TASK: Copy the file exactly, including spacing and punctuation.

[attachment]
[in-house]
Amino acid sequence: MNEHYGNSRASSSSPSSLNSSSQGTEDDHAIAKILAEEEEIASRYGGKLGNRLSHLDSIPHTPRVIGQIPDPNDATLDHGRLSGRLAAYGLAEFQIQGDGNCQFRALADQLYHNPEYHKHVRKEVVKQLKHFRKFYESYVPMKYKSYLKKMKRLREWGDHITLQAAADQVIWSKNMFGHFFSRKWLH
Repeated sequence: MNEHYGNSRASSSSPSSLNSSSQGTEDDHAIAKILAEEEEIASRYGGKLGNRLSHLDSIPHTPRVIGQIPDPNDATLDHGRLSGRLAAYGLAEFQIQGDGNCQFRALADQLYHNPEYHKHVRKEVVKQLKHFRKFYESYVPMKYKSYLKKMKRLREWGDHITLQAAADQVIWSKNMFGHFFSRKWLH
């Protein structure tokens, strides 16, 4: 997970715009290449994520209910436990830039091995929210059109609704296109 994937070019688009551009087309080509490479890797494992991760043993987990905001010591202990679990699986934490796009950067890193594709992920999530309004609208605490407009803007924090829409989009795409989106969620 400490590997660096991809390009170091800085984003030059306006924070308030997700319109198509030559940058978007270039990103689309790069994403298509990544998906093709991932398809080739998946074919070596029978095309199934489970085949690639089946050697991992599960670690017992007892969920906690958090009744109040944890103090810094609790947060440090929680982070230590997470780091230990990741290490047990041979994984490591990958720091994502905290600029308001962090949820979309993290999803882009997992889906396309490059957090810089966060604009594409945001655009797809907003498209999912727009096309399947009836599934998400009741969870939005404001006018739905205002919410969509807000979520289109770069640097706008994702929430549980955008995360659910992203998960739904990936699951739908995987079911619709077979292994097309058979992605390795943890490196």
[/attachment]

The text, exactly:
[in-house]
Amino acid sequence: MNEHYGNSRASSSSPSSLNSSSQGTEDDHAIAKILAEEEEIASRYGGKLGNRLSHLDSIPHTPRVIGQIPDPNDATLDHGRLSGRLAAYGLAEFQIQGDGNCQFRALADQLYHNPEYHKHVRKEVVKQLKHFRKFYESYVPMKYKSYLKKMKRLREWGDHITLQAAADQVIWSKNMFGHFFSRKWLH
Repeated sequence: MNEHYGNSRASSSSPSSLNSSSQGTEDDHAIAKILAEEEEIASRYGGKLGNRLSHLDSIPHTPRVIGQIPDPNDATLDHGRLSGRLAAYGLAEFQIQGDGNCQFRALADQLYHNPEYHKHVRKEVVKQLKHFRKFYESYVPMKYKSYLKKMKRLREWGDHITLQAAADQVIWSKNMFGHFFSRKWLH
């Protein structure tokens, strides 16, 4: 997970715009290449994520209910436990830039091995929210059109609704296109 994937070019688009551009087309080509490479890797494992991760043993987990905001010591202990679990699986934490796009950067890193594709992920999530309004609208605490407009803007924090829409989009795409989106969620 400490590997660096991809390009170091800085984003030059306006924070308030997700319109198509030559940058978007270039990103689309790069994403298509990544998906093709991932398809080739998946074919070596029978095309199934489970085949690639089946050697991992599960670690017992007892969920906690958090009744109040944890103090810094609790947060440090929680982070230590997470780091230990990741290490047990041979994984490591990958720091994502905290600029308001962090949820979309993290999803882009997992889906396309490059957090810089966060604009594409945001655009797809907003498209999912727009096309399947009836599934998400009741969870939005404001006018739905205002919410969509807000979520289109770069640097706008994702929430549980955008995360659910992203998960739904990936699951739908995987079911619709077979292994097309058979992605390795943890490196």